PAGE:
by John Hawkins | April 12, 2012 1:36 am
There’s a lot of truth to the old saying, “It’s not what you know, it’s who you know.”
Meeting the right people and having them like you can get you a job, further your career, or earn you a once-in-a lifetime deal. It’s also how you make new friends. People can sing: “I Am a Rock”: all they want, but human beings are social animals and a good friend is valuable. Whether you want to network or just make new friends, it’s important to know how to make a good impression on people you’re meeting for the first time. While there’s no “one right way to do it,” here are some tips that can help you get things off on the right foot.
1) First Contact:: People tend to be a bit subdued, talk less than normal, and are often a little cautious when they meet another person for the first time. That’s a natural thing and you have to adjust to it.
In order to do that, you may need to tweak how you talk and behave just a bit. Your energy level will probably need to be just a little higher than the person you’re meeting. You don’t want to do the full: Tony Robbins: and blow the person away, but if both of you are quiet and have a low energy level, you probably just won’t click. Again, because the person may be a bit constrained, you’ll probably need to talk a little more than normal. That doesn’t mean you need to dominate the discussion, but you usually have to do a little extra work to coax someone into talking. Additionally, there is a time and place to ask people what they do for a living and talk about the weather, but the first five minutes of conversation is not it. Those are boring conversational space fillers and bringing them up right off the bat gives people the impression that you’re dull.
2) Focusing more on listening than talking:: People often make the mistake of trying to impress other people they’ve just met. This is a bad idea because even if it works and someone likes you because of your money or what you can do for him, it doesn’t draw the right sort of people into your life. Along the same lines, you don’t want to try to connect by flattery. A beautiful woman or important man has already been flattered so often that he or she is likely to be bored by it.
So, what do you talk about? That’s easy. Discuss the single most interesting subject to any person that you run across: himself. Listen to what he says and ask questions. If he mentions he went boating last week-end, ask a question about boating that you’re interested in and want to know more about. If he mentions that he loves psychology and you do as well, note that you’re fascinated by the subject, and ask what he thinks of Freud. Let him feel like the centerpiece of the conversation instead of trying to fill that role yourself. If other people conclude that you enjoy being in their presence and they’re having a good time because you seem interested in them, then they’ll start to become interested in you and you’ll have your opportunity to talk more about yourself.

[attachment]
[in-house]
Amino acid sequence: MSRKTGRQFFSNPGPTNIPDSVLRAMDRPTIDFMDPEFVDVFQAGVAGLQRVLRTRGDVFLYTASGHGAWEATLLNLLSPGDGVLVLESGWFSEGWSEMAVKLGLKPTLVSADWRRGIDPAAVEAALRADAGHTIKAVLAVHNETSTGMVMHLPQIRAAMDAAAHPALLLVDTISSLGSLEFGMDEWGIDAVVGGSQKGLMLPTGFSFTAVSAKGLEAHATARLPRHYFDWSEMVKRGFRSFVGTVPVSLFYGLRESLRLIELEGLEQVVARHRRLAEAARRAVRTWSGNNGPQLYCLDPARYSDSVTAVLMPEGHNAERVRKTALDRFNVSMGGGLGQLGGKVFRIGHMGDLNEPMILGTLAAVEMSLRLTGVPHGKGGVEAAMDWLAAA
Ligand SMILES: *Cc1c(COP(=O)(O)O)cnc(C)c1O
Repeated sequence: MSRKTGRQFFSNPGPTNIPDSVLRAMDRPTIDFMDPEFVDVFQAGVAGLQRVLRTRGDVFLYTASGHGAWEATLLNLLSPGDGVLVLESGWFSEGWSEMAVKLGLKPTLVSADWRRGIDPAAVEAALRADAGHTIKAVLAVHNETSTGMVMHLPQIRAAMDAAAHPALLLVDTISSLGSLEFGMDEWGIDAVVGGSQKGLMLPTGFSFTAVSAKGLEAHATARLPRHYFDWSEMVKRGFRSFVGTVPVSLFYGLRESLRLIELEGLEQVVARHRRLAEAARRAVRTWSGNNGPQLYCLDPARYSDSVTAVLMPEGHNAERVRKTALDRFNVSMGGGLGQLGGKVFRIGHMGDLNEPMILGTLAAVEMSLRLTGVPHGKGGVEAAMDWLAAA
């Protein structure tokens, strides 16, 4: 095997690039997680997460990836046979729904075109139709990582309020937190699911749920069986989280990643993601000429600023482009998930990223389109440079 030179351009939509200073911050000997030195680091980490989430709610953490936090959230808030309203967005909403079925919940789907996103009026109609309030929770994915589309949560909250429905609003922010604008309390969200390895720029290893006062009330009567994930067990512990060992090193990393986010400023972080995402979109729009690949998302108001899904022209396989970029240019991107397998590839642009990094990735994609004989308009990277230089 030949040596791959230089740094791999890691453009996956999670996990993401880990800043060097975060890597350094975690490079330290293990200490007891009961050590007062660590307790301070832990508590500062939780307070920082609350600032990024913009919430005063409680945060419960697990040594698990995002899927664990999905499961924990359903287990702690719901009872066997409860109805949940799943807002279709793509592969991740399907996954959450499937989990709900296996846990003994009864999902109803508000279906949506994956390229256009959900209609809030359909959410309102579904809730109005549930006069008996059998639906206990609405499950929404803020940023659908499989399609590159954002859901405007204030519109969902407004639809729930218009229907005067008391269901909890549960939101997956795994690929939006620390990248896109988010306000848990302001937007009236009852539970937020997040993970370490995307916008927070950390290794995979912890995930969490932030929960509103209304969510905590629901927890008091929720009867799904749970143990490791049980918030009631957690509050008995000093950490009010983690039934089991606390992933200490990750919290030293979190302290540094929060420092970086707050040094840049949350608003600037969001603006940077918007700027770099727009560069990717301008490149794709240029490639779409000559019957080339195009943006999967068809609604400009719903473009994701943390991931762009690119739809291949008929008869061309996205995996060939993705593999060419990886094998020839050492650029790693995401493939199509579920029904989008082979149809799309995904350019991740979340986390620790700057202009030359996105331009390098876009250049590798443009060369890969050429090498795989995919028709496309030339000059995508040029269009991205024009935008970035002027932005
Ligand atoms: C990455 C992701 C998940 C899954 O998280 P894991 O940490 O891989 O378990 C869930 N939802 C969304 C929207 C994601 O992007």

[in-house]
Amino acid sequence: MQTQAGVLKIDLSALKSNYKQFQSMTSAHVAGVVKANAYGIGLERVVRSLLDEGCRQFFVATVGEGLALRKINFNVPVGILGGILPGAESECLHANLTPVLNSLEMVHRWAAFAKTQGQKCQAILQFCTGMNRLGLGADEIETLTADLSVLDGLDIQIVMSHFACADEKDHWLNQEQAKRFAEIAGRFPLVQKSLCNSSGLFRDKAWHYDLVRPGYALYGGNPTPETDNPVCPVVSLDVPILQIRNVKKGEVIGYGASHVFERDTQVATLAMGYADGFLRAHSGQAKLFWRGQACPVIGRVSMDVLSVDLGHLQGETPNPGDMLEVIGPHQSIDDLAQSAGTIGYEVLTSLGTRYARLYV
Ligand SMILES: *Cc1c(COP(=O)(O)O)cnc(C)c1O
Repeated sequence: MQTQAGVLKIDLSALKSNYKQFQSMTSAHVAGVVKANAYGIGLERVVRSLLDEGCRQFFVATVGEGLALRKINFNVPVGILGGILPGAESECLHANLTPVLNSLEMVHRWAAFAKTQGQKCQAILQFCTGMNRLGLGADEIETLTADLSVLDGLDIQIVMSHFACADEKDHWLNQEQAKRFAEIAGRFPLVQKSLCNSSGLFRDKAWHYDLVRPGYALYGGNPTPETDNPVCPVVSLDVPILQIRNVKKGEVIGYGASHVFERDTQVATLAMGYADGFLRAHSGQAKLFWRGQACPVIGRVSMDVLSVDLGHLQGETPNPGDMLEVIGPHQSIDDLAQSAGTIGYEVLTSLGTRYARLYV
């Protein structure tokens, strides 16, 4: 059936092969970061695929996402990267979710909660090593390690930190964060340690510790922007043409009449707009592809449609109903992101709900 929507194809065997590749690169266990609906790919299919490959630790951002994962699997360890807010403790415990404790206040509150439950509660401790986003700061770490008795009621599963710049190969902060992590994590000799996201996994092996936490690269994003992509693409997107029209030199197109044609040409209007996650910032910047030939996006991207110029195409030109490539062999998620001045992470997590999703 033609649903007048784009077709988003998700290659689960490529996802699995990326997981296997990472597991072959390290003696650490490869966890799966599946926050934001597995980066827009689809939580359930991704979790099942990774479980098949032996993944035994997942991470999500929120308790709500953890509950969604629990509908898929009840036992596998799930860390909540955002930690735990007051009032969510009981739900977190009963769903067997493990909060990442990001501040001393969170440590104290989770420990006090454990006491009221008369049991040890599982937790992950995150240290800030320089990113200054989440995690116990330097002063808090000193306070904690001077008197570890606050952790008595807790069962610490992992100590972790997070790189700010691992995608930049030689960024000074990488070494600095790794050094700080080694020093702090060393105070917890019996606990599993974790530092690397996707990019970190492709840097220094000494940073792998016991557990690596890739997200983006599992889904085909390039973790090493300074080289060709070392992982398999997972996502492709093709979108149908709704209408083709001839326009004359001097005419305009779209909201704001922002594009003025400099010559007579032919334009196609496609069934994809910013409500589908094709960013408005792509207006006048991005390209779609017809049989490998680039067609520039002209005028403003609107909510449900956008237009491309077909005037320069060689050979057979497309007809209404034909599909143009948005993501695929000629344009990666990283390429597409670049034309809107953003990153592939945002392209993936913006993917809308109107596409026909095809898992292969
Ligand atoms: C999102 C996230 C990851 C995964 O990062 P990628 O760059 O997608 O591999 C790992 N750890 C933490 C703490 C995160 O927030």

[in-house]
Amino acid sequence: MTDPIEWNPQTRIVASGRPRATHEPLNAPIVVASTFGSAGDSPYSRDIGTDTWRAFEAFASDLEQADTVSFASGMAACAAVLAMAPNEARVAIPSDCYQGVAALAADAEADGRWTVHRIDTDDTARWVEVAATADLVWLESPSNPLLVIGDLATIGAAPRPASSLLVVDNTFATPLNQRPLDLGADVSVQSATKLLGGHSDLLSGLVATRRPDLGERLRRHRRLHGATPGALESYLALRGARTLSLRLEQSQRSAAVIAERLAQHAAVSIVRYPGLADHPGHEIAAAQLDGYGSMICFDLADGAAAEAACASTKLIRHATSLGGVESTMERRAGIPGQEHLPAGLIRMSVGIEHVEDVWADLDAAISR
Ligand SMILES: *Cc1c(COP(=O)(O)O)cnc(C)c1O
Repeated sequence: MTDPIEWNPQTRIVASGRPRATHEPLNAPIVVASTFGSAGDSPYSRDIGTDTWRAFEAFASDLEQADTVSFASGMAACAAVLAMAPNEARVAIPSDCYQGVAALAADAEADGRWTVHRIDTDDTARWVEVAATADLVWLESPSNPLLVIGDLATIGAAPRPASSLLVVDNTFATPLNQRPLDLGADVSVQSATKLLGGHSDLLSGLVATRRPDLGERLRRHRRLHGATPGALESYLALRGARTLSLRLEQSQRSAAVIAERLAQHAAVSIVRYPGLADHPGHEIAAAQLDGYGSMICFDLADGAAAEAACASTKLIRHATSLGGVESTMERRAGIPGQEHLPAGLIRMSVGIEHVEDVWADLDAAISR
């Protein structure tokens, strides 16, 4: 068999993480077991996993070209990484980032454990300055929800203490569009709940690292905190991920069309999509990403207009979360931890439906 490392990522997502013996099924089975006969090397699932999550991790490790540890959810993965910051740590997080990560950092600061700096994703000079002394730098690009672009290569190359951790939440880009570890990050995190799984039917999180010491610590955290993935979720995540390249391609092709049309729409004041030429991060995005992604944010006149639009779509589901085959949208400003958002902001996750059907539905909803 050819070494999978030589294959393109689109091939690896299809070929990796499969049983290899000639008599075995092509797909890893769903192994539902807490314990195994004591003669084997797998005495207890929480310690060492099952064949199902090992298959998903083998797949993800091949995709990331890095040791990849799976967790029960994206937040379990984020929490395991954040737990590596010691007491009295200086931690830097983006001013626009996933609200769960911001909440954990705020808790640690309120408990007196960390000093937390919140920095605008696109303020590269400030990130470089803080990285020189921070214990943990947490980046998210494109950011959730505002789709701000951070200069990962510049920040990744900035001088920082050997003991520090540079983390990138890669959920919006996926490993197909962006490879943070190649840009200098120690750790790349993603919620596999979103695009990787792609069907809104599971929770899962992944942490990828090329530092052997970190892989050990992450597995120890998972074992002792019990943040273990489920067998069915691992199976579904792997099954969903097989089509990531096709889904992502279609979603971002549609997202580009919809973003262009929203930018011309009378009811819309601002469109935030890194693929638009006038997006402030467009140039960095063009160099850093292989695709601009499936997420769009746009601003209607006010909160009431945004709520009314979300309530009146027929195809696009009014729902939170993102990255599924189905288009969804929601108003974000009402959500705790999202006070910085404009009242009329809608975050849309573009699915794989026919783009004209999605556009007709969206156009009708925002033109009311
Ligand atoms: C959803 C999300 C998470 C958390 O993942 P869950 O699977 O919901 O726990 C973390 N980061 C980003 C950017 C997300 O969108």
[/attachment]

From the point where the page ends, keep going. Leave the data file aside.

3) Treating a new acquaintance like a friend:: There’s no set time limit that has to pass before you’re allowed to treat someone like a friend. You can do it immediately if you like – people like meeting other humans with whom they feel an instant connection. For example, when I’m at conservative conventions, I regularly invite interesting people I’ve just met to go out to group dinners or events I’m attending with my friends. If they go, they feel grateful to have been invited. If they don’t go, they still appreciate it because it’s the thought that counts. If you act as if a new person is a friend, it also changes your behavior for the better. You’re not as stiff, your body language is better, and you make the other person feel more comfortable. This will help you build a bond right off the bat that can last for as long as you know the other person.
4) Not wrecking the flow of conversation:: When you first meet someone, that person tends to put an exaggerated amount of emphasis on anything negative that sticks out in his mind. This means that even if everything goes well, you can still screw things up with one dumb mistake. That’s the bad news.
The good news is that most of the mistakes that will really kill you are very basic and easily avoidable. Some of these faux pas include showing poor manners, cursing, bringing up race/religion/politics, complaining a lot, being depressing, saying something gross, being rude to a clerk or waiter, or doing something else a reasonable person would consider to be completely socially inappropriate. In other words, you don’t want someone you’ve just met thinking, “This guy just doesn’t know how to talk to people” or “She might embarrass me in front of my friends.”
5) The follow-up:: If you want to make a new friend or contact, then you must speak to him more than once. This is where the follow-up comes in. When I get a business card at a convention, I write the person a polite follow-up email after the event even if we just talked for a couple of minutes. If we actually discussed business, I write him a more detailed email. If I meet someone I get along with particularly well, I may write him a longer and more personal email or add him on Twitter and Facebook and chat with him at least once within a few days of returning home.
At the end of the day, what it all comes down to is that no matter how well an initial contact goes, you can’t build a relationship unless there’s some kind of follow-up – and you can’t count on the other person to do it. If it’s important to you, you need to be the one who takes the initiative to reach out. You have nothing to lose. Worst case scenario, he probably doesn’t return your email. Big whoop. On the other hand, if it works out, you may have just taken the first step towards creating a beautiful friendship or a worthwhile business contact.
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